Once upon a time, balancing the budget and lowering the national debt were top Republican priorities.
Over two decades ago, Newt Gingrich led a GOP revolution to do just that. Our own Sen. Roger Wicker, then in the House, signed on to Gingrich’s “contract for America.” Back then, in 1994, the debt totaled $4.7 trillion.
In July 2009, then Senate Republican Leader and now Senate Majority Leader Mitch McConnell said the national debt “threatens our way of life.” That year the debt was up to $10.6 trillion.
In 2012, the leaders of the bipartisan National Commission on Fiscal Responsibility and Reform called it a “national crisis.” That year the debt hit $16.1 trillion.
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In 2015, Sen. Ted Cruz, a persistent debt hawk, said, “We need to stop bankrupting our country.” That year the debt hit $18.1 trillion.
In January of this year, Secretary of Defense Gen. Jim Mattis agreed the national debt is the greatest threat to our national security. “I consider it an abrogation of our generation’s responsibility to transfer a debt of this size to our children,” he added. This year the debt topped $20.2 trillion.
Annual deficits keep adding to the total. Last year the deficit added $666 billion. Without any consideration of the tax reform bill gripping minds and hearts in Washington, annual deficits are on track to top $1 trillion by 2021. Federal Reserve Chairwoman Janet Yellen last week said this debt trend “should keep people awake at night.”
But, this ever growing “threat” and “crisis” somehow aren’t so gosh-awful important right now.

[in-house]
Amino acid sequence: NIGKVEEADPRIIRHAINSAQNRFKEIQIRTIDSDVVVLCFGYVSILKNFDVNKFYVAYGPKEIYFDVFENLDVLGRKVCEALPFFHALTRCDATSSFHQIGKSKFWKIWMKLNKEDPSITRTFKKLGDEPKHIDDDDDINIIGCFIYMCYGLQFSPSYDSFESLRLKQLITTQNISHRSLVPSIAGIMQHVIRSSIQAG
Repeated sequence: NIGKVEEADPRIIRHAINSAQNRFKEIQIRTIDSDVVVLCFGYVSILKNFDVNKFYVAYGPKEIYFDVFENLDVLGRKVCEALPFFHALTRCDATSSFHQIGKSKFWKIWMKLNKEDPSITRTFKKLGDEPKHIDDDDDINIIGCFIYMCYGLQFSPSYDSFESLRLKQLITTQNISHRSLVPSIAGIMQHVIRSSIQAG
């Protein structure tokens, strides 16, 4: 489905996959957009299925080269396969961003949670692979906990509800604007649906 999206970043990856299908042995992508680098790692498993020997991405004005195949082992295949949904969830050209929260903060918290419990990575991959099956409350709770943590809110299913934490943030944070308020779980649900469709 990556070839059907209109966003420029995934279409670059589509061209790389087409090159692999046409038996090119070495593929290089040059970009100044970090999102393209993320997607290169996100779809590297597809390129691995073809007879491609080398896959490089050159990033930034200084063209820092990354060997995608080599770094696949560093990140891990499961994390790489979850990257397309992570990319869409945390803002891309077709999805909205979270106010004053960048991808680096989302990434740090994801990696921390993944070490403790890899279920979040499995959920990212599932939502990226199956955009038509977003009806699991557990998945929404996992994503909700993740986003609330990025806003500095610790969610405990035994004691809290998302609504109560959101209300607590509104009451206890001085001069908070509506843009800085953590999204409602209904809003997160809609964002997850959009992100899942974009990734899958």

McConnell along with Cruz and Wicker is pushing the Senate to pass a tax reform bill nonpartisan experts say will add substantially to the debt. McConnell and company argue tax cuts in the bill will “pay for themselves” through economic growth. Debate on the bill stalled last week when Congress’ own Joint Committee on Taxation said cuts would still add $1 trillion to the debt after accounting for economic growth.
So, Mitch, do skyrocketing deficits and debt not matter any more?
Back in 2012, former Sen. Alan Simpson and former White House Chief of Staff Erskine Bowles, who headed the National Commission on Fiscal Responsibility and Reform, also wanted to cut corporate tax rates. But their plan would have reduced annual deficits by an average of $550 billion. Oh yeah, they wanted to balance the budget just like Newt.
Here’s one for you. In 2015 while running for president, Sen. Lindsey Graham said he would implement the Simpson-Bowles plan if elected. “We know what to do, but we’re afraid to do it,” Graham said.
The Simpson-Bowles plan called for tax reform to raise tax revenues to whittle down the debt, not pump it up.
Asked about the tax bill recently, Graham said, “The Republican Party needs to deliver.” Later he added, “Cutting taxes is not going to add to the deficit in any appreciable way.”
From balancing the budget to not adding “in any appreciable way.” That’s a pretty big swing!
Oh, Graham said one other thing that may help you understand all this, “the financial contributions will stop” if tax reform fails.
Bill Crawford is syndicated columnist from Meridian.